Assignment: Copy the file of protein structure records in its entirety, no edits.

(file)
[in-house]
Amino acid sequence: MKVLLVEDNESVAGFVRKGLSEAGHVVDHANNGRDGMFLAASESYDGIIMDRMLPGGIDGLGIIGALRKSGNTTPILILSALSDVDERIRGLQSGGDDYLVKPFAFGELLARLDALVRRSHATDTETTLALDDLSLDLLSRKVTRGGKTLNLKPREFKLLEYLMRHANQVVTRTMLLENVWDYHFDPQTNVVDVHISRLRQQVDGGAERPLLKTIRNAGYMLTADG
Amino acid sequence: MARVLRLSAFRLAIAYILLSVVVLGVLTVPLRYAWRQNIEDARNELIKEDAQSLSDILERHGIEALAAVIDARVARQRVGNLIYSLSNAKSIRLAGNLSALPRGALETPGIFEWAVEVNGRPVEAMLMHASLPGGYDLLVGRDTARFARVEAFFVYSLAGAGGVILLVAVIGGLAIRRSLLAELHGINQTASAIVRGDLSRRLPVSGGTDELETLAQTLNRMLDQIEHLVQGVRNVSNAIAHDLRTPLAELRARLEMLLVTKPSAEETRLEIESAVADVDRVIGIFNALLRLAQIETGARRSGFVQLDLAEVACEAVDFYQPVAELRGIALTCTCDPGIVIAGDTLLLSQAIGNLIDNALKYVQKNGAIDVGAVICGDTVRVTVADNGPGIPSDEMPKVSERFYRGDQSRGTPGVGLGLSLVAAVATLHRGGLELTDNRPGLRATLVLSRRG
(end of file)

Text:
[in-house]
Amino acid sequence: MKVLLVEDNESVAGFVRKGLSEAGHVVDHANNGRDGMFLAASESYDGIIMDRMLPGGIDGLGIIGALRKSGNTTPILILSALSDVDERIRGLQSGGDDYLVKPFAFGELLARLDALVRRSHATDTETTLALDDLSLDLLSRKVTRGGKTLNLKPREFKLLEYLMRHANQVVTRTMLLENVWDYHFDPQTNVVDVHISRLRQQVDGGAERPLLKTIRNAGYMLTADG
Amino acid sequence: MARVLRLSAFRLAIAYILLSVVVLGVLTVPLRYAWRQNIEDARNELIKEDAQSLSDILERHGIEALAAVIDARVARQRVGNLIYSLSNAKSIRLAGNLSALPRGALETPGIFEWAVEVNGRPVEAMLMHASLPGGYDLLVGRDTARFARVEAFFVYSLAGAGGVILLVAVIGGLAIRRSLLAELHGINQTASAIVRGDLSRRLPVSGGTDELETLAQTLNRMLDQIEHLVQGVRNVSNAIAHDLRTPLAELRARLEMLLVTKPSAEETRLEIESAVADVDRVIGIFNALLRLAQIETGARRSGFVQLDLAEVACEAVDFYQPVAELRGIALTCTCDPGIVIAGDTLLLSQAIGNLIDNALKYVQKNGAIDVGAVICGDTVRVTVADNGPGIPSDEMPKVSERFYRGDQSRGTPGVGLGLSLVAAVATLHRGGLELTDNRPGLRATLVLSRRG